“The collection gives people the ability to be creative and just think about their individuality. Even in the way I design, I’ve always been interested in contrasts, the idea of things that are classic in spirit but then having them be different and thinking about them in unusual ways,” Burch said.
It’s that universality that Emmie Salaj, the global general manager of the brand for Shiseido, hopes to capitalize on.
“What makes this brand so special is that the consumer is truly timeless,” Salaj said.
Salaj said the pricing is a key point of difference, in addition to marketing. “When I think about our price positioning, we are very targeted,” she said. “In terms of our pricing, in terms of our distribution, that’s going to allow us to be able to afford having this fragrance collection experience across multiple markets and multiple channels at an accessible price positioning, which is so key and critical to who Tory is as a brand.”
Communicating about the launch will largely be a digital effort. “We’re looking at over 100 different platforms to achieve the messaging with specific assets, spanning from video to some more lifestyle, bottle imagery and ingredient storytelling,” Salaj said, noting the use of “influencers and being able to utilize sampling and storytelling so that we talk to that consumer, and engage the consumer. Regardless of COVID-19, there are specific things the fragrance consumer looks for. It’s about that connection.”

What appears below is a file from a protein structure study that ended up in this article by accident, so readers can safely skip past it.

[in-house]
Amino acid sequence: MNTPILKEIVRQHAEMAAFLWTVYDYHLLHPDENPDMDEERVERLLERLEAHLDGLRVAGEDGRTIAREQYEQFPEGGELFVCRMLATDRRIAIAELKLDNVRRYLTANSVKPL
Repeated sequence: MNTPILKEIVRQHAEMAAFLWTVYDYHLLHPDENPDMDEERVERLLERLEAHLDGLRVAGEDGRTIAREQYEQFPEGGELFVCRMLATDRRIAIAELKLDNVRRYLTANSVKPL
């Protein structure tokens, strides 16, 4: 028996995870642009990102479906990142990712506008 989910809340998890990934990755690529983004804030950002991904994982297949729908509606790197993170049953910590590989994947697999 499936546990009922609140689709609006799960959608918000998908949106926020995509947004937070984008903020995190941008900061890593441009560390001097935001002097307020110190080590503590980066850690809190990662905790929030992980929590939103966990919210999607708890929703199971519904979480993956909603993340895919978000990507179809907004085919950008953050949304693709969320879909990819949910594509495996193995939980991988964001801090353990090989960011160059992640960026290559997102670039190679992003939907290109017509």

With that in mind, the accompanying campaign, lensed by Oliver Hadlee Pearch in Croatia, includes the collection’s muses Imaan Hammam, Havana Rose Liu and Alexandra Micu.
The collection’s sunny message of a brighter, multicolored future is also key to its marketing strategy. “The message we’re putting forth is optimism,” Salaj said. “It’s about always ensuring we’re providing that same communication, whatever efforts and whether the marketing be in-store or in terms of product innovation. Consumer choice is critical. That’s something we’re coming out with right out of the gate.”
In terms of distribution, Essence of Dreams will launch in Burch’s 350 boutiques and exclusively at Nordstrom both online and in-store. It is expected to roll out to key markets abroad as quickly as the fourth quarter, executives said.
“We have a whole rollout planned with countries around the world,” said Roussel, noting that fragrance collections are particularly resonant in the Middle East, for example.
“As a collection, there’s something about being able to come out with a fragrance and tell the story. Having a forum like Nordstrom, where we have their incredible beauty consultants, as well as our team, being able to get that message across to the consumer was very important,” Salaj said.
Nordstrom and Tory Burch’s relationship in fashion is strong, said Debbi Hartley-Triesch, executive vice president and general merchandising manager of beauty and accessories at Nordstrom. “Tory Burch is one of our customers’ favorite brands and they are shopping in other categories like handbags, accessories and shoes, and we are proud to deliver this exclusive launch to them,” she said.